So, let’s start with: what is happening with Russia and Ukraine?

As most know, the Russians have amassed some 100,000 troops along the northern, eastern and southern borders of Ukraine. The largest concentration of those forces lies to the east and to the south of Ukraine.

Look at your maps. The Russians are coming as close as they can to surrounding eastern Ukraine, where a significant share of the population are Russians. The share of the population that are Russians — and who speak Russian — grows as one moves east in Ukraine. But it never gets over 50 percent. Ukrainians remain in the majority in every province. Only in Crimea is it over 50 percent, and Putin incorporated that territory into Russia in early 2014.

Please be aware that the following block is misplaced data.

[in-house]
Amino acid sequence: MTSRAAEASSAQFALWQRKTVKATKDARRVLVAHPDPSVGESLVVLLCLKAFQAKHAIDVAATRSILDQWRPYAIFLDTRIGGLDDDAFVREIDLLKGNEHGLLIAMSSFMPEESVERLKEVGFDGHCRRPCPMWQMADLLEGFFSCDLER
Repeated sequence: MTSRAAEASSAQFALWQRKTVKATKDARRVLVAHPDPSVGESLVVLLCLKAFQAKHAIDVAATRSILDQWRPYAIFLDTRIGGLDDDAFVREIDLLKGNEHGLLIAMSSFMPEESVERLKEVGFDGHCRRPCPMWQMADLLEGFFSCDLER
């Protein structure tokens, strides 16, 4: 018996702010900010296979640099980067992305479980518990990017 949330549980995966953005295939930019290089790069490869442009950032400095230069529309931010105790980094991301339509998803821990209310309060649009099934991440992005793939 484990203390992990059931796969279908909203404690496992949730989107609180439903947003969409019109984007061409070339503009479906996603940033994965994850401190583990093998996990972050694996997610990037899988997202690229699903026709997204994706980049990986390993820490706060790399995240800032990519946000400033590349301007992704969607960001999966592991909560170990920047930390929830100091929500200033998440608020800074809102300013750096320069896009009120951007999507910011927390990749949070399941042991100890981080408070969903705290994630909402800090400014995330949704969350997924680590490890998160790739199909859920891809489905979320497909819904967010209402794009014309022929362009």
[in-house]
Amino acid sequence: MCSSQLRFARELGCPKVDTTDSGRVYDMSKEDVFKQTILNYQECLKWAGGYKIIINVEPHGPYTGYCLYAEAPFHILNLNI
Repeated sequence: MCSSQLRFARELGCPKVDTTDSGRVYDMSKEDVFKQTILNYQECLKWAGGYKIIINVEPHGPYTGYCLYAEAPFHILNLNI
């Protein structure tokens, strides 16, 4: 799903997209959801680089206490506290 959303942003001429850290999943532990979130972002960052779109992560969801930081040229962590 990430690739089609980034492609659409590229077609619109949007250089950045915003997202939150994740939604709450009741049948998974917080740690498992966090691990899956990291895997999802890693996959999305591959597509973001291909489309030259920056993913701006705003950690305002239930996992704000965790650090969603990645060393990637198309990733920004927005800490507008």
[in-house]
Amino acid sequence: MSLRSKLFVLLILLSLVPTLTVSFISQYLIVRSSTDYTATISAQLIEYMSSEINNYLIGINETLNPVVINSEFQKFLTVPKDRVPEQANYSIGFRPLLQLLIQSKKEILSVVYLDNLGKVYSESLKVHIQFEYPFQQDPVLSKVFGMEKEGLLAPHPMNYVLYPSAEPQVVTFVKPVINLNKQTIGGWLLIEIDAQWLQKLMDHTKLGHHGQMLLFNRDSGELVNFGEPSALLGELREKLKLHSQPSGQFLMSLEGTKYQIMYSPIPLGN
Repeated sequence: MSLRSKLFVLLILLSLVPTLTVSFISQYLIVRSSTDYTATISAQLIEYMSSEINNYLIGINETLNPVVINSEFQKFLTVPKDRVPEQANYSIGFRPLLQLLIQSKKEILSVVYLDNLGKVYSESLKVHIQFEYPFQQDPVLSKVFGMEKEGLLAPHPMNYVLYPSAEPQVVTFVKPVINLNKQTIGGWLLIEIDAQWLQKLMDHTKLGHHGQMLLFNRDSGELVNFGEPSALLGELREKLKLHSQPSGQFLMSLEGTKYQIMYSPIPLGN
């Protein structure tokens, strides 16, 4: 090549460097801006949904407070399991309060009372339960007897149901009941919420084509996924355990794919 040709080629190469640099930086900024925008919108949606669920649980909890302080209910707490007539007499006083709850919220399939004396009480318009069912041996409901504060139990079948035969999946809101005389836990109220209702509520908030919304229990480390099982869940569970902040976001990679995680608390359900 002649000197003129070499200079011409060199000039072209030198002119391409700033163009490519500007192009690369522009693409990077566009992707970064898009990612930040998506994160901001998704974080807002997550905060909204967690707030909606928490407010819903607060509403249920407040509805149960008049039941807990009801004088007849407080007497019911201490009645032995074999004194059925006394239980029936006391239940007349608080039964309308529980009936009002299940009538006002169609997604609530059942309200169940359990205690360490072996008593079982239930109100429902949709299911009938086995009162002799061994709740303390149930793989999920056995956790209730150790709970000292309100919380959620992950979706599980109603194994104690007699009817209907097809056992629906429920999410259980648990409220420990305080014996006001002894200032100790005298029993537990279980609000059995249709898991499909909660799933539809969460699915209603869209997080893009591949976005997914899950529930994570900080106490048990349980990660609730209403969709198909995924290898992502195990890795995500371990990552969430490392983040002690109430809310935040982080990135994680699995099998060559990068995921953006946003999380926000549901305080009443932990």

The 100,000 troops have more than 1,300 tanks, 1,800 pieces of heavy artillery, and missiles capable of carrying a 1,000 to 1,500 pound warheads some 250 to 300 miles into Ukraine. These missiles are capable of carrying fragmentation bombs, submunitions, penetration bombs, fuel-air explosives. These are sophisticated missiles.

As he has amassed these troops, Putin has demanded that the United States and western Europe agree to a red line – that Ukraine will never be given membership in NATO. In fact, Putin has demanded the immediate start of negotiations to codify strict limits to NATO’s expansion, particularly with regard to Ukraine. Putin sees the expansion of NATO to his borders (already existing with Poland and the Baltics) as a significant national security threat. He really does. These are not just talking points.